Russia used its close ally Belarus as a staging ground for its invasion of Ukraine and has continued to use the country for attacks on Ukraine since Feb. 24.
Oyo PDP stakeholders faults Makinde over ‘excessive’ borrowing
Peoples Democratic Party (PDP) stakeholders in Oyo State, on Tuesday, decried what they called excessive borrowing by the Gov. Seyi Makinde-led administration.
The stakeholders stated this at a news conference in Ibadan over what they described as the precarious condition of the state.
A PDP governorship aspirant, Mr Hazeem Gbolarumi, who spoke at the news conference, on behalf of the stakeholders, said that Makinde’s excessive borrowing was contrary to the party’s reason for supporting his candidature in the 2019 election.
Gbolarumi said that the borrowing could not be measured with the current low level of development in the state, poverty and low access to economic opportunities, which, he said, had affected the wellbeing of the people of the state.
According to him, one of the major objectives of PDP is to provide good governance that ensures probity and participatory democracy which, in turn, guarantees fundamental human rights of all the citizenry.
These, he said, had not been fulfilled by the governor, despite all the interventions by PDP stakeholders.
Gbolarumi accused Makinde of not promoting political stability within the party and fostering unity and integration among members.
He also said that the governor had not safeguarded the party’s core values, in his deliberate attempts to undermine the party in the state.
“PDP stakeholders, therefore, express dissatisfaction with the way the governor has been undermining the party in the state.
“Our commitment, as concerned stakeholders in Oyo State PDP, is to ensure free and fair process.
The governor is the distributor of nomination forms to candidates in Oyo State PDP, especially those from other political parties, at the expense of the bona fide party members.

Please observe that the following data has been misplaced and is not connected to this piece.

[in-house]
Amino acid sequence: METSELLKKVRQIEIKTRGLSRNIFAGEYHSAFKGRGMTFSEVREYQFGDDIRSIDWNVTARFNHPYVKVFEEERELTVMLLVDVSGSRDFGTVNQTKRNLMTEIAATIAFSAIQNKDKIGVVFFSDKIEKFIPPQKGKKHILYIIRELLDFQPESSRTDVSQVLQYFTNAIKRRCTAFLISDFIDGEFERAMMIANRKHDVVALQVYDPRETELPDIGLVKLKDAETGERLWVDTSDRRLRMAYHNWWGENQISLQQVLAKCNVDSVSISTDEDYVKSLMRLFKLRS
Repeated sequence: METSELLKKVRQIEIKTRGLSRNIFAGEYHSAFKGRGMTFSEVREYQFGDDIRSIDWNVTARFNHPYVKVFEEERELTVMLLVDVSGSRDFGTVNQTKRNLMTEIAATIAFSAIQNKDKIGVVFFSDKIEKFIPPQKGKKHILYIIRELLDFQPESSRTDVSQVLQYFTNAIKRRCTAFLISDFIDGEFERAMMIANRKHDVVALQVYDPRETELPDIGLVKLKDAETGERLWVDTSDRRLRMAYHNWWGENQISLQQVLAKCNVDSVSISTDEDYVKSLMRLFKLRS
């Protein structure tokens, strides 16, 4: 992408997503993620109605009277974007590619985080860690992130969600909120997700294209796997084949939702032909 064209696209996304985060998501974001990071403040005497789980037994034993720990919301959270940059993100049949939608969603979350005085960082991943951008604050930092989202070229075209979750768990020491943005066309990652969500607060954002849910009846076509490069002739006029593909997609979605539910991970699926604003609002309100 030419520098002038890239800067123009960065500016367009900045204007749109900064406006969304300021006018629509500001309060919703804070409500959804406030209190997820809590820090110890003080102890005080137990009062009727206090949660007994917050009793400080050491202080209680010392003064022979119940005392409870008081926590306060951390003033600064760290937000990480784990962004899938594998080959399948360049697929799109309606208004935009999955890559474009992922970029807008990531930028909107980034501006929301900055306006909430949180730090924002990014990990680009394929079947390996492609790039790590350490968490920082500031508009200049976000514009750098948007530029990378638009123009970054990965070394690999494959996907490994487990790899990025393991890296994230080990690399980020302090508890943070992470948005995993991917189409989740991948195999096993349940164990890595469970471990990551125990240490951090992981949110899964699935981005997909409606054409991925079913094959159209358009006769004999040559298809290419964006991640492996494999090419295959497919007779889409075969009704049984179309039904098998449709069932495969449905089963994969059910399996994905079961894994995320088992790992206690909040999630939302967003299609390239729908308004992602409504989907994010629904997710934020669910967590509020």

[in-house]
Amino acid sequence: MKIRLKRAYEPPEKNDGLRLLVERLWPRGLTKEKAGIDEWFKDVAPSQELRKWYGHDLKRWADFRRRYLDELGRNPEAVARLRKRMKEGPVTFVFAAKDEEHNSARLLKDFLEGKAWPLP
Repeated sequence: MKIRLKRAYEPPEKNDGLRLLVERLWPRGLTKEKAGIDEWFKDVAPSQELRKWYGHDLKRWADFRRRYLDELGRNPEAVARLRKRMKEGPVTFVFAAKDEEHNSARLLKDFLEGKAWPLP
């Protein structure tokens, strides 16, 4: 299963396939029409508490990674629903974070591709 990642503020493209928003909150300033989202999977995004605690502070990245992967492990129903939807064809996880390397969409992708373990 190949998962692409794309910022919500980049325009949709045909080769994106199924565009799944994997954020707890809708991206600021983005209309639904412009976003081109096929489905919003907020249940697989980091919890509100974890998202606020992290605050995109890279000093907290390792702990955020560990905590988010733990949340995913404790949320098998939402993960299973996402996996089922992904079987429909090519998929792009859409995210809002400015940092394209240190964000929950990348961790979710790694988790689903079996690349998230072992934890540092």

“This has been Makinde’s modus operandi since his assumption of office as governor.
“Going by the PDP principles at national level, we remain unshaken, and our pledge to ensure that we counter any action by the governor to jeopardise the emergence of credible candidates remains unshaken,” he said.
Gbolarumi urged PDP national headquarters to ensure that the party did not lose to another party in the state due to the present situation of things, stressing that grassroots support was being threatened.
He said that he had obtained his governorship nomination form to contest against Makinde during the forthcoming governorship primaries of the party in the state.
Again, police transfer Osinachi’s case, husband
The FCT Police Command has transferred the case of the late gospel singer, Osinachi Nwachukwu, to the Department of Public Prosecutions.
Recall that the ‘Ekwueme’ singer died on April 8 after allegedly enduring years of domestic violence from her husband Peter Nwachukwu.
The late singer’s husband, Peter was arrested after the family reported the matter to the police.
The case has since been at the State Criminal Investigation Department, as the police carried out autopsy on the late singer.
Giving update, the FCT Command spokesperson, Josephine Adeh said Osinachi’s case has been transferred to the Department of Public Prosecution for legal advice.
“The case is no longer with us.
“It is now with the DPP in the office of the Attorney-General,” Adeh told newsmen.
The case was reportedly transferred after the release of autopsy report on Monday.
2023 elections: INEC to spend N239bn on poll materials
The Independent National Electoral Commission will spend at least N239.2bn on procuring voting materials and vehicles that will be used in the 2023 general election.
This is according to the 2023 General Election Project Plan that was launched by INEC in Abuja on Thursday, April 21.
The Commission stated that N239.2bn, which constitutes 78.44 per cent of its N305bn budget, would be spent on 10 critical items which included ballot papers, operational vehicles, ballot boxes, allowances of ad hoc workers, printing of result sheets, logistics and procurement of accreditation devices.
Also included in the N239.2bn budget is the N27.1bn set aside by the commission for possible run-off elections, including the one for the presidential poll.
A breakdown of the document, 2023 General Election Project Plan, shows that the highest single component will be the procurement of accreditation devices which will gulp N105.2bn. This also constitutes 34.51 per cent of the total election budget of N305bn.
The allowance for ad hoc workers, who will be more than one million people, is pegged at N23.7bn while N23bn was set aside for election logistics expenses which include the movement, deployment and retrieval of men and materials for the elections.
INEC will also spend N20.6bn on the printing of ballot papers and N12.7bn on the procurement of non-sensitive materials. The commission set aside N9.5bn for the printing of result sheets, N7.8bn for the procurement of ballot boxes and a separate N5.39bn for the same purpose. The electoral body will also spend N3.9bn for the procurement of operational vehicles.
In a diagram illustrating a comparative analysis of the 2019 and 2023 general election budgets, INEC noted that while N189bn was set aside for the previous elections, the 2023 general election would gulp N305bn.